Funding envelope: B2022

National smoking cessation campaign
Canadian Cancer Society (CCS) – Toronto, ON
$1,729,520 to extend the “Smoke Free Curious” campaign ─ a collaboration between the Canadian Cancer Society, the Canadian Lung Association, the Canadian Public Health Association, and the Heart & Stroke Foundation of Canada. This national smoking cessation campaign helps people access information about tobacco use and encourages people who smoke to try quitting by offering tools and supports that can help, including nicotine replacement therapies like the patch and gum.
Theme: Vaping and tobacco
Funding envelope: Tobacco

Deploying Innovative Tools for Engaging Communities Affected by the Opioid Crisis
Digital Public Square – Toronto, ON
$1,343,704 over 25 months to apply an existing mobile-optimized web application to engage people working in physically demanding industries in reducing stigma and supporting positive health behaviours related to opioid use. Built on educational psychology, the tool will allow people to engage quickly with others and learn new information through a series of interactive questions and prompts. Focusing on individuals living with pain as well as those who work in physically demanding industries, the project will support, at its first stage, men between 25 and 54. Designed to help test and build knowledge, challenge preconceived beliefs, and encourage behavioral change, the anonymous tool will also focus on Indigenous people working in construction and trade related occupations.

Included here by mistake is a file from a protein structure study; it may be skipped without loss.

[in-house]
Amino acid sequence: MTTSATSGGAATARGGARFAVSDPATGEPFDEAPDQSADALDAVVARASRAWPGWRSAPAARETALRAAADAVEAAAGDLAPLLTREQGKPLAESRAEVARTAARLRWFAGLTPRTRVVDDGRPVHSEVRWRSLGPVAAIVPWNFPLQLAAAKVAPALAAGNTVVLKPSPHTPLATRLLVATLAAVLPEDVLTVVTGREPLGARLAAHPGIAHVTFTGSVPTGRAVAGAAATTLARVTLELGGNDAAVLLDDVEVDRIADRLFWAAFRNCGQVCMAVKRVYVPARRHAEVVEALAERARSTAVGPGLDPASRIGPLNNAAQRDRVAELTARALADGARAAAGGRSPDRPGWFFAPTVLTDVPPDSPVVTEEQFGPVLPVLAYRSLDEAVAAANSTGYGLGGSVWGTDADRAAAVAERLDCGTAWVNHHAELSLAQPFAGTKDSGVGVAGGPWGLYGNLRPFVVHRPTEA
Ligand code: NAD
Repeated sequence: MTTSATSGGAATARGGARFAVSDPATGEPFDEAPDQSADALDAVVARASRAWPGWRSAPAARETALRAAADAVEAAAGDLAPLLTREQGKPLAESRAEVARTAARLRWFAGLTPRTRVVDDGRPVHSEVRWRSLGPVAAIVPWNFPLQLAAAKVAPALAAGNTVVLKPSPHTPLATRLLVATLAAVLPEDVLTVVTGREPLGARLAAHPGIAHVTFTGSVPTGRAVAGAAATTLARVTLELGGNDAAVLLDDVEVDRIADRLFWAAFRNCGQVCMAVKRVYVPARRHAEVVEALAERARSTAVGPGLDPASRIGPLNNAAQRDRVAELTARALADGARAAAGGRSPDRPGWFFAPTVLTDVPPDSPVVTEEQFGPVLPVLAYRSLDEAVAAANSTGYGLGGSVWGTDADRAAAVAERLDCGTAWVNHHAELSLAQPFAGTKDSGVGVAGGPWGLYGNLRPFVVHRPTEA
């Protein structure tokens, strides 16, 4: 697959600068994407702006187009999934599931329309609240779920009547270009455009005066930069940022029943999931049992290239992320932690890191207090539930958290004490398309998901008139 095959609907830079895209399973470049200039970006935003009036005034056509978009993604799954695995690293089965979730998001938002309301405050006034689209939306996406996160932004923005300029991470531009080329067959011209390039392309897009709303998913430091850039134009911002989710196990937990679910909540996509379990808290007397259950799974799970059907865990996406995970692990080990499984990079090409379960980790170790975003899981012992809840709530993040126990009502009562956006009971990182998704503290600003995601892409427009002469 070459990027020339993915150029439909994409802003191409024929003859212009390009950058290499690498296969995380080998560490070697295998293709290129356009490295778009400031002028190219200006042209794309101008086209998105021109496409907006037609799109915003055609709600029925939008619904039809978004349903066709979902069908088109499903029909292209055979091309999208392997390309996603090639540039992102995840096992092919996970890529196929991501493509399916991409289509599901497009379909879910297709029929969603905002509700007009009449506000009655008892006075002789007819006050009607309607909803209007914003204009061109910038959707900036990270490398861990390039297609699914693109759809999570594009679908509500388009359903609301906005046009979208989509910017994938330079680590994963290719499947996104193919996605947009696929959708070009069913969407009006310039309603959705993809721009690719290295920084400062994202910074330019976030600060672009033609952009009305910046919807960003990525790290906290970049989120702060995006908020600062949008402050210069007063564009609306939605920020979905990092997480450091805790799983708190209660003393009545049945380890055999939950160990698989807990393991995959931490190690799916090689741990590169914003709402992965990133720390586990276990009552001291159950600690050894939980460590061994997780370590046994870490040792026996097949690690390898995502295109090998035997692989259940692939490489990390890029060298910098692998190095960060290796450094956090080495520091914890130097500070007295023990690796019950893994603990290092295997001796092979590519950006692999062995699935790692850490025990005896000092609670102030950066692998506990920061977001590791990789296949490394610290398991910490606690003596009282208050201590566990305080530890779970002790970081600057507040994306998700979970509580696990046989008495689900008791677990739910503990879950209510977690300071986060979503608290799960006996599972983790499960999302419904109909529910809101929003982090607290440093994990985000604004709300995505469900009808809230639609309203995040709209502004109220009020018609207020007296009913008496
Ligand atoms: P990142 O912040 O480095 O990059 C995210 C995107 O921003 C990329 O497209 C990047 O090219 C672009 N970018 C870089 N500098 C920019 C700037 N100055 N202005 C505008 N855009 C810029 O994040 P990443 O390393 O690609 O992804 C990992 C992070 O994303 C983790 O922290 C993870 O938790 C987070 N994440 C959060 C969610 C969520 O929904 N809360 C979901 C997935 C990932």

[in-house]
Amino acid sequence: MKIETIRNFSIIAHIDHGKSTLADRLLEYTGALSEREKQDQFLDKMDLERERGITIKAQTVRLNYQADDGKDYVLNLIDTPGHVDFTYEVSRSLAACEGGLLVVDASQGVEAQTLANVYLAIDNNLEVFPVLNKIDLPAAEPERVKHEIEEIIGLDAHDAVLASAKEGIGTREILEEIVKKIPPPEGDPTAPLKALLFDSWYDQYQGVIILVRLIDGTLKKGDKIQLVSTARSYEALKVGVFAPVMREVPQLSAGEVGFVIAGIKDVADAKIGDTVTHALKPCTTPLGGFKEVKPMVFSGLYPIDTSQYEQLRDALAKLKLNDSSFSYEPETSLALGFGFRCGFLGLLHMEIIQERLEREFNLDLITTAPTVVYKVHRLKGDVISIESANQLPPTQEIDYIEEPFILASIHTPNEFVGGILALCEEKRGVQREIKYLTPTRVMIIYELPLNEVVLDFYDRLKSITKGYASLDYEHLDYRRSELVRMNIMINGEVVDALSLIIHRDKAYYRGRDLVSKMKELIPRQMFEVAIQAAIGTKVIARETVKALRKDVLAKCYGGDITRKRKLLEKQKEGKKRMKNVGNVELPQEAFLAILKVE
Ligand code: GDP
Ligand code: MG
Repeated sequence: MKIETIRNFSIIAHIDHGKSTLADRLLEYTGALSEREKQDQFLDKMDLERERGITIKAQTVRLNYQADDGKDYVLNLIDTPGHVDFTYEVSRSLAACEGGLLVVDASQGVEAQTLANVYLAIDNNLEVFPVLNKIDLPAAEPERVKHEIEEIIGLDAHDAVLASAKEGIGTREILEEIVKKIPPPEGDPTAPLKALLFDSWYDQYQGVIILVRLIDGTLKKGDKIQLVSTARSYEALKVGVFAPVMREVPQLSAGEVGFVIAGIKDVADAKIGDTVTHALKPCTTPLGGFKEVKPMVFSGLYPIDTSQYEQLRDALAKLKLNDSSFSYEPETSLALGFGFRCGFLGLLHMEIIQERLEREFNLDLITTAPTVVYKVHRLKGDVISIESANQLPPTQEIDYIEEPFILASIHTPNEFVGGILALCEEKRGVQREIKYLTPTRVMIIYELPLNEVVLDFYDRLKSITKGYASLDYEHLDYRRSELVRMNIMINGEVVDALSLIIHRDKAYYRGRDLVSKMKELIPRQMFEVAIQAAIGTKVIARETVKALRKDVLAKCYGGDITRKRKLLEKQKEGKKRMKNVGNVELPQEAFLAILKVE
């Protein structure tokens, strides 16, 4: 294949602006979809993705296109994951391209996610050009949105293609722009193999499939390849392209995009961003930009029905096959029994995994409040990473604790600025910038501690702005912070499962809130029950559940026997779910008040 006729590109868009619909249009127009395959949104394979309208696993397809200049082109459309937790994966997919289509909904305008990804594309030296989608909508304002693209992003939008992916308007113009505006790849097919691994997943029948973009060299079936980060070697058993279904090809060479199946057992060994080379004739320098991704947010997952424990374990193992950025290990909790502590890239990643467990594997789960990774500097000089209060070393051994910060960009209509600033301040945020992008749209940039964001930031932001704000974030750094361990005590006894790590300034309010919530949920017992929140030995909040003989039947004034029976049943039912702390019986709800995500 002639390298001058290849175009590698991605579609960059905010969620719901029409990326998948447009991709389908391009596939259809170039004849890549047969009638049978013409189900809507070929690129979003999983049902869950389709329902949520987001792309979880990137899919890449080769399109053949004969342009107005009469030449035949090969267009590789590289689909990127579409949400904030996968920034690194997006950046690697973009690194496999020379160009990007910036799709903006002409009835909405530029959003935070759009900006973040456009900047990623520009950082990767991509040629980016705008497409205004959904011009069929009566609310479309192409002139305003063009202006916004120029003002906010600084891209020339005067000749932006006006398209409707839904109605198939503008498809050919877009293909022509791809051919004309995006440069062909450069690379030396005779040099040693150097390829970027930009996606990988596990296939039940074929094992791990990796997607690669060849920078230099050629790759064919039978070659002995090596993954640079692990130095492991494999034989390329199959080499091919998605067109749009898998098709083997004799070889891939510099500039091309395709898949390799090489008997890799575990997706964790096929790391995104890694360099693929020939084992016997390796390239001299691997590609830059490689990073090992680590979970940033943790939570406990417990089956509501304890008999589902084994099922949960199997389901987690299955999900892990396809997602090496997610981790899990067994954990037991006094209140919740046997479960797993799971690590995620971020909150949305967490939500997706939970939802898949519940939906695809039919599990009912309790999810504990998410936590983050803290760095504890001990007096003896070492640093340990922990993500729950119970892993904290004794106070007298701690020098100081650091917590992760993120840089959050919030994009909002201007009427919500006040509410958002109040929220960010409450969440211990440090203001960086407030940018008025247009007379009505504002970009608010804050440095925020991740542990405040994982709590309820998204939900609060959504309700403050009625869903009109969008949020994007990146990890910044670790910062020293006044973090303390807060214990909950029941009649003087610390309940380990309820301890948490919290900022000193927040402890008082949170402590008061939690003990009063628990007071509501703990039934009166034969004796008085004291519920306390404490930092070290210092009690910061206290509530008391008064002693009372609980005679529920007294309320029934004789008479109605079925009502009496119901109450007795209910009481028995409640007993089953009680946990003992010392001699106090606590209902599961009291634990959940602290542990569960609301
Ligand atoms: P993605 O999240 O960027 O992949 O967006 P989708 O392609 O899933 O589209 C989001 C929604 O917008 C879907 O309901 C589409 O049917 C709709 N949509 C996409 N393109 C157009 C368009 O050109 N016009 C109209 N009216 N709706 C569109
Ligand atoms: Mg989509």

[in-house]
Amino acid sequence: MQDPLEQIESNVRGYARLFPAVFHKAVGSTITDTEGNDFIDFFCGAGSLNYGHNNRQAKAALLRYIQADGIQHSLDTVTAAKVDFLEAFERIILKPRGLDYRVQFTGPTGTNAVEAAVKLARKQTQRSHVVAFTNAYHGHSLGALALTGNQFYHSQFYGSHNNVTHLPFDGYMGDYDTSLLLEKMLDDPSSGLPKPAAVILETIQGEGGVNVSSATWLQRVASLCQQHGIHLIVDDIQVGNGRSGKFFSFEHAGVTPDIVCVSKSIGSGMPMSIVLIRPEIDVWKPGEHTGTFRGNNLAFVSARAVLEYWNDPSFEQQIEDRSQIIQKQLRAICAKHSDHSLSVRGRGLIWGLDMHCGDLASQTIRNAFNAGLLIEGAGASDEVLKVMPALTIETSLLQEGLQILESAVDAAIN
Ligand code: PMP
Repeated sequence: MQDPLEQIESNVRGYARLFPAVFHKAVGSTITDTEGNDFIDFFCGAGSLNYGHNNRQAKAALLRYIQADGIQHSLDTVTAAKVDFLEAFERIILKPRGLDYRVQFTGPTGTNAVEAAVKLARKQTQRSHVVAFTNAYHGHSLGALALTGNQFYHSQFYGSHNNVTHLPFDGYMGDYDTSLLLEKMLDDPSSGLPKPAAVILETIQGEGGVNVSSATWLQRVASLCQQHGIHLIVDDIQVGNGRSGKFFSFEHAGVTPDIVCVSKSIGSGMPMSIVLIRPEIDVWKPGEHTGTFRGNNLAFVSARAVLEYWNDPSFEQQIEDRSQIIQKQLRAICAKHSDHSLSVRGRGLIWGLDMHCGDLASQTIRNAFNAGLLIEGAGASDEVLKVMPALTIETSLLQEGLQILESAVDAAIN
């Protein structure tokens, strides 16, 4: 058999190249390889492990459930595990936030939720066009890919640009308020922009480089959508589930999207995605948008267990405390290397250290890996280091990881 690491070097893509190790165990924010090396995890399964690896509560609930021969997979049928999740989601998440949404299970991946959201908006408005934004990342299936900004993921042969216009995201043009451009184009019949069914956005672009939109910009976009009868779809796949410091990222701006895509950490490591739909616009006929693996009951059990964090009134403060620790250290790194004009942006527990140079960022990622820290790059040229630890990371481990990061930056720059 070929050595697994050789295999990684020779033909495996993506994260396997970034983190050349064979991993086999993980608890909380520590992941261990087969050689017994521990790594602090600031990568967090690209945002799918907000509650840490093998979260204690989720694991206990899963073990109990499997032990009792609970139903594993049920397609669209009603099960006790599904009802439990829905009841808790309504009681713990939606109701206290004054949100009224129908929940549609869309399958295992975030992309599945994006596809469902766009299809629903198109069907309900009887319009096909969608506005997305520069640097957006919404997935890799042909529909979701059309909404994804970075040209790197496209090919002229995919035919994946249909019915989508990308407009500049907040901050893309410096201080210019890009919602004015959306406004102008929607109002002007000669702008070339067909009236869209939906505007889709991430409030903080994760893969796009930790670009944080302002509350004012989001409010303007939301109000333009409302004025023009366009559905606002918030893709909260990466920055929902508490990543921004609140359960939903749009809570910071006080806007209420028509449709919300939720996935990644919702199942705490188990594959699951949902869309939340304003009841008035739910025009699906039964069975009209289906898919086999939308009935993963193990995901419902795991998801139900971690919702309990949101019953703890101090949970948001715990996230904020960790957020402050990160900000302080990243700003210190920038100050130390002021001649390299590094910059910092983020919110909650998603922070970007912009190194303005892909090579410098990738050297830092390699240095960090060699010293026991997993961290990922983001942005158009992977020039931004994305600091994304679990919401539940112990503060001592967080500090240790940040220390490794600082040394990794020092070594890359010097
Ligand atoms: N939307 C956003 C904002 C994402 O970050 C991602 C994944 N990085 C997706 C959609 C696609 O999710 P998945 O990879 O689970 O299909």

Theme: Men in trades

Emerging evidence in harm reduction and its implications for frontline practice
CATIE, Canada’s source for HIV and hepatitis C information  – Toronto, ON
$322,410 over 26 months to engage key harm reduction leaders and people with lived or living experience across Canada to collect and share emerging evidence and trends related to harm reduction and substance use. Specifically, the project will focus on gathering the latest information and knowledge related to harm reduction and substance use in order to increase the capacity of service providers such as frontline health and social and harm reduction workers across Canada to deliver evidence-based harm reduction services. While the landscape of drug use evolves, the project will also develop and provide bilingual plain-language products for front line workers that will synthesize the latest knowledge and evidence found on harm reduction and substance use.
Theme: Substance use workforce
Funding envelope: B2022

Peer-to-Peer Harm Reduction in Toronto’s Supportive Housing and Shelters
University Health Network – Toronto, ON